Mathematical Expeditions: Chronicles by the Explorers, by Reinhard Laubenbacher and David Pengelley, 1999, X, 275 pages, 93 illus., Hardcover, ISBN 978-0-387-98434-6, $79.95. Series: Undergraduate Texts in Mathematics, Springer-Verlag, New York, Inc
Laubenbacher and Pengelley are on a crusade to clarify the development of mathematics for students through the use of original source materials. Mathematical Expeditions was never intended to be a full exposition of the history of mathematics. Instead the authors have picked five essential threads : the concept of parallel lines, set theory, calculating areas and volumes, Fermat’s last theorem, and the search for formulas that will solve polynomial equations. Each of the five sections are organized in similar fashion and can be followed independently. These sections vary from 40-60 pages in length beginning with a 10-20 page introduction followed by 3-6 original sources supplemented by sufficient background information and 30-50 exercises.
As an example, the longest section, on calculating area and volume, has a 14 page introduction followed by selections from Archimedes’ Quadrature of the Parabola, Archimedes’ Method, Cavalieri’s Six Geometrical Exercises, Leibniz’ More on Geometric Measurement, Cauchy’s Lectures on the Infinitesimal Calculus, and Robinson’s Non-Standard Analysis. While the 47 pages which contain these selections are not all strictly original text, the student will be sufficiently exposed to the words of its original creators. This section has 48 exercises sprinkled throughout its eight parts which include an appendix on infinite series.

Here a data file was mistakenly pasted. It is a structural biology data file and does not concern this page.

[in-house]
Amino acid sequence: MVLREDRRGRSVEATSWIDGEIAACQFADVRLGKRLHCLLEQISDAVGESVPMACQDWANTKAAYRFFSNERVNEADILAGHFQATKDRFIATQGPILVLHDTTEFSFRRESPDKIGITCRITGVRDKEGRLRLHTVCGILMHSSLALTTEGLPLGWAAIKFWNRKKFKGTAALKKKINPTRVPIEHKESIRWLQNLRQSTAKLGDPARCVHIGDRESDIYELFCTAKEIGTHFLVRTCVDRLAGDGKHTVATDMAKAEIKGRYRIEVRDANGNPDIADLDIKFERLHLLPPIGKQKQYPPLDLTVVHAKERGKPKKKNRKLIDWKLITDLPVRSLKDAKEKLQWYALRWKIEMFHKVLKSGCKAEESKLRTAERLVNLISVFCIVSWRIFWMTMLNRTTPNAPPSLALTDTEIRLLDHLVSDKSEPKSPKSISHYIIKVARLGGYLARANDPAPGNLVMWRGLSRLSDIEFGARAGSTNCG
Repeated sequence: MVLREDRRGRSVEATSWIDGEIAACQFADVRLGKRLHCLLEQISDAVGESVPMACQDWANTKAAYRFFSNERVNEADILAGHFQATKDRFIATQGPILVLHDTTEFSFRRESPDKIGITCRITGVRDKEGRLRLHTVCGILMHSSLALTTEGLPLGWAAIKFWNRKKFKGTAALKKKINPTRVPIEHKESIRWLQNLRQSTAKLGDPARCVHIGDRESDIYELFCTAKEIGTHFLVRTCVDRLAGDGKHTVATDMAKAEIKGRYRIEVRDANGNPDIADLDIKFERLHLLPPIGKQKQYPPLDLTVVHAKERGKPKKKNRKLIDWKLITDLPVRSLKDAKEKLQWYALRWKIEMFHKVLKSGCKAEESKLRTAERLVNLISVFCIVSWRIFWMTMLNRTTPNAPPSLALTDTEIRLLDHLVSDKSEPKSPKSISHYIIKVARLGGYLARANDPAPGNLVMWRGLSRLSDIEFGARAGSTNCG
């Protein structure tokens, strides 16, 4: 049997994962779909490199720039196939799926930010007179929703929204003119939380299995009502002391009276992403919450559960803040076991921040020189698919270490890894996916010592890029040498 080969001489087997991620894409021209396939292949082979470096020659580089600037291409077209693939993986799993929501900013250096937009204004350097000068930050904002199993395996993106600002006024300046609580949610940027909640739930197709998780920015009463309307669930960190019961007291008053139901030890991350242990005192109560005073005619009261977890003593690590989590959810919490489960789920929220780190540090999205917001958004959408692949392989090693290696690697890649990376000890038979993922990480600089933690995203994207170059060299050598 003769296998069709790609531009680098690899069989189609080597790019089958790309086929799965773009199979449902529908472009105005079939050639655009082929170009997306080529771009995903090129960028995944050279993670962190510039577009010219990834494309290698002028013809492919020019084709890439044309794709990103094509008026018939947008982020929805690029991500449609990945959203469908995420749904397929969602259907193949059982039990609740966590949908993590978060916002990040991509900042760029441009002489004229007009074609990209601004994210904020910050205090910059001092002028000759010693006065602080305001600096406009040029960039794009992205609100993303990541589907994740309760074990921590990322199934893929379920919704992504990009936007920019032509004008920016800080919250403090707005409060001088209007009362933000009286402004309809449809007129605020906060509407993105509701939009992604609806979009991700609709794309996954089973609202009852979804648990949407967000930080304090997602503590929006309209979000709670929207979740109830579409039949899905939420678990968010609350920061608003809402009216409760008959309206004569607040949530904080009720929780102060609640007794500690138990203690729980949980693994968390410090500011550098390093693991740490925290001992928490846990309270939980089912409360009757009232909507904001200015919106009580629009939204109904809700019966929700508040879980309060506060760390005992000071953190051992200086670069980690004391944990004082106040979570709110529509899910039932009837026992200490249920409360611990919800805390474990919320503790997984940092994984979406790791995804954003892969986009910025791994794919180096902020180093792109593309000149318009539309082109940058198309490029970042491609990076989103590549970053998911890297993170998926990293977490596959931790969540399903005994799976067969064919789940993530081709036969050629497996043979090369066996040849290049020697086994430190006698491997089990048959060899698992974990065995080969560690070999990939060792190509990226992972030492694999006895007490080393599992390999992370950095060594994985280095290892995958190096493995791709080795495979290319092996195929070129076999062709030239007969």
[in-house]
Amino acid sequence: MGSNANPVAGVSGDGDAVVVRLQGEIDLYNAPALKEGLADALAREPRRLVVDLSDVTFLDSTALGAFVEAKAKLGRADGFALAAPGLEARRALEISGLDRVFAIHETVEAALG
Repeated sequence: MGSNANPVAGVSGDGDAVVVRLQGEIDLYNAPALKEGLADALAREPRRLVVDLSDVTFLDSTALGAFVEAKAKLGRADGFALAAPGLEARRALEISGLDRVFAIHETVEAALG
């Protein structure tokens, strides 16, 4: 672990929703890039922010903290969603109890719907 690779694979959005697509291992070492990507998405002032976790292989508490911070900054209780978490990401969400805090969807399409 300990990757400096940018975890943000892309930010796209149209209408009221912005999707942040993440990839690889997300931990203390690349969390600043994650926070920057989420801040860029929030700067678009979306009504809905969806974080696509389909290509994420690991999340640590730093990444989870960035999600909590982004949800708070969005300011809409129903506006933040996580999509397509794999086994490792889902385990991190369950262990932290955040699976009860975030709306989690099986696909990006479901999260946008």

There is much to be commended in this work. Several of the reading selections are not available in standard sourcebooks. Many are not available in English. To place them in context with the more familiar readings is a great asset. On the whole the exercises are thought provoking but sometimes too broad in scope. Consider 1.1:“Read about world history from 1750 until 1850.” The independent nature of the sections is a cause for some repetition of background material. There are numerous diagrams and photos scattered throughout the book. I am somewhat stymied by the use of a “photo” of Pythagoras ( p.172) after the wiser choice of a picture of a plaque portraying Euclid ( p.18). While the book is not one that I would use as the sole textbook for a standard undergraduate course on the history of mathematics, I do think that it would be very useful for either a second semester or graduate course. These faults are minor compared to the overall worth of the book. I find Mathematical Expeditions to be a resource to which I constantly refer.. I recommend its placement on the bookshelf of anyone planning to teach a course on the history of mathematics.
James F. Kiernan, Adjunct Professor, Brooklyn College, CUNY, New York